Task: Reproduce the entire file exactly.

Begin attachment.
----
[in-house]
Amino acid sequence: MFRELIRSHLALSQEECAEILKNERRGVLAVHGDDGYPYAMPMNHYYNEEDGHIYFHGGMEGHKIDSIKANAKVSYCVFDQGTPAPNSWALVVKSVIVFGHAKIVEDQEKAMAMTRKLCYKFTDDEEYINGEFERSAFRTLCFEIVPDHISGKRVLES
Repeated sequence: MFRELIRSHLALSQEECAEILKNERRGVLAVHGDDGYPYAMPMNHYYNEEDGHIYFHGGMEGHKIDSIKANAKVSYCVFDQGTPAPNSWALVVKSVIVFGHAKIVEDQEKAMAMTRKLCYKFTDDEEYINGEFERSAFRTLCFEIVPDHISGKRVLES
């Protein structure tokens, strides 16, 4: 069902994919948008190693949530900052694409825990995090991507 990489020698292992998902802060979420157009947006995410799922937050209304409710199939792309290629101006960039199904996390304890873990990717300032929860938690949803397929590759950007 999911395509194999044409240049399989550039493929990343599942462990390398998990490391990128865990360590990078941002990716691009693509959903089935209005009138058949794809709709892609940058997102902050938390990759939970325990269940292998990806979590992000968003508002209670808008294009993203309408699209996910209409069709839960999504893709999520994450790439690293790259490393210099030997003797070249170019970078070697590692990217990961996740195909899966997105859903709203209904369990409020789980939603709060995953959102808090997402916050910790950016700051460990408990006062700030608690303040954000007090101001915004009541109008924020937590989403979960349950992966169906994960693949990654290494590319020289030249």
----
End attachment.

[in-house]
Amino acid sequence: MFRELIRSHLALSQEECAEILKNERRGVLAVHGDDGYPYAMPMNHYYNEEDGHIYFHGGMEGHKIDSIKANAKVSYCVFDQGTPAPNSWALVVKSVIVFGHAKIVEDQEKAMAMTRKLCYKFTDDEEYINGEFERSAFRTLCFEIVPDHISGKRVLES
Repeated sequence: MFRELIRSHLALSQEECAEILKNERRGVLAVHGDDGYPYAMPMNHYYNEEDGHIYFHGGMEGHKIDSIKANAKVSYCVFDQGTPAPNSWALVVKSVIVFGHAKIVEDQEKAMAMTRKLCYKFTDDEEYINGEFERSAFRTLCFEIVPDHISGKRVLES
């Protein structure tokens, strides 16, 4: 069902994919948008190693949530900052694409825990995090991507 990489020698292992998902802060979420157009947006995410799922937050209304409710199939792309290629101006960039199904996390304890873990990717300032929860938690949803397929590759950007 999911395509194999044409240049399989550039493929990343599942462990390398998990490391990128865990360590990078941002990716691009693509959903089935209005009138058949794809709709892609940058997102902050938390990759939970325990269940292998990806979590992000968003508002209670808008294009993203309408699209996910209409069709839960999504893709999520994450790439690293790259490393210099030997003797070249170019970078070697590692990217990961996740195909899966997105859903709203209904369990409020789980939603709060995953959102808090997402916050910790950016700051460990408990006062700030608690303040954000007090101001915004009541109008924020937590989403979960349950992966169906994960693949990654290494590319020289030249």